From Fermilab Today: “CMS Result – Have we found the Higgs?”
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Friday, July 6, 2012
“The Higgs boson has been found, right? You know this because you’ve heard it about it on the radio. If only it were that simple. Fermilab Today readers know to be more cautious.
Physicist Peter Higgs stands in front of the CMS detector in 2008. This is generally conceded by all to be the only definitive observation of a Higgs in CMS. Photo: CERN (get it? Peter Higgs?)
The CMS experiment has long been feverishly working to find the Higgs boson. It is only due to editorial oversight that I restrain myself from using a long range of extreme superlatives to describe the performance of the LHC, the CMS detector and the analyzers working on the Higgs boson analyses.
Using the 2012 data set (already larger than all the data recorded in 2011), combined with the 2011 data set (taken at a different energy), all analyzed almost the instant it was recorded, the CMS collaboration employed a breathtaking set of complex algorithms, all aimed to find the Higgs boson. To ensure that the measurement wasn’t tainted by the analyzers’ expectations, it was done “blind,” which means that the analyzers were forbidden to look at the data until the analysis techniques were developed and finalized.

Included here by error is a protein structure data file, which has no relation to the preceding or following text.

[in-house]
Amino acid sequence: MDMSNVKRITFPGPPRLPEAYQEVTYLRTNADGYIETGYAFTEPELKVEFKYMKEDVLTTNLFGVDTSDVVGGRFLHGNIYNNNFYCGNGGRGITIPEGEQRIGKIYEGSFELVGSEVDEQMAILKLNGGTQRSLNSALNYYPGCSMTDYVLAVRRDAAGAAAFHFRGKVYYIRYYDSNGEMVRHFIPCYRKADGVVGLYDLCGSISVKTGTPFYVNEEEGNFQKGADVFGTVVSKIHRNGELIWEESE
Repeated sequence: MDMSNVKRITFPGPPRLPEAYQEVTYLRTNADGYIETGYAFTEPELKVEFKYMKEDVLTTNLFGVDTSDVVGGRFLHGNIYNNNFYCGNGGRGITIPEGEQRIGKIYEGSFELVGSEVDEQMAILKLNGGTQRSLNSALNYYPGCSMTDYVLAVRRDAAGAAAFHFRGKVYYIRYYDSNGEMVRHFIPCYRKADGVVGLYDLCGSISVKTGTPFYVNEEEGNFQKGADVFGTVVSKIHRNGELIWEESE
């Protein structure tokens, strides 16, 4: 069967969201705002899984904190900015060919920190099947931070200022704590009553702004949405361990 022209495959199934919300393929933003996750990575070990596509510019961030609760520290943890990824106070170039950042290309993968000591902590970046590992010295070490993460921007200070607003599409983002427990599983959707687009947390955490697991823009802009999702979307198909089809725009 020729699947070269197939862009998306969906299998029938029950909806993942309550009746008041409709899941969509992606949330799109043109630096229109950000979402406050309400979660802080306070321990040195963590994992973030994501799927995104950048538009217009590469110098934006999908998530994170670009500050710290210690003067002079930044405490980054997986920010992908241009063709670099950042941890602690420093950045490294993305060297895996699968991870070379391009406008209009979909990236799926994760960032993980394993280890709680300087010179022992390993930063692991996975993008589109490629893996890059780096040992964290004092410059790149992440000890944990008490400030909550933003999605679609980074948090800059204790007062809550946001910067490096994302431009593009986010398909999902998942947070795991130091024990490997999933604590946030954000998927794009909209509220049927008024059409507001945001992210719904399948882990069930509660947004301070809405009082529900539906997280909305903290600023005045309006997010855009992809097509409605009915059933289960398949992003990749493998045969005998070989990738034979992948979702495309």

However…and this is important…we don’t know if what we’ve seen is the Higgs boson. The Higgs boson is predicted to have specific properties, like a certain charge, a certain spin and a certain set of specific decay patterns (with specific ratios). The data thus far is NOT enough to definitively state that what has been observed is the Higgs boson predicted in 1964. It looks like a Higgs boson, but the final page in this saga has yet to be written.”
Joe Incandela of the University of California, Santa Barbara, has led CMS since January 2012. He represents the approximately 3,000 physicists who worked together to accomplish this exciting measurement. Photo: CERN
See the full article here.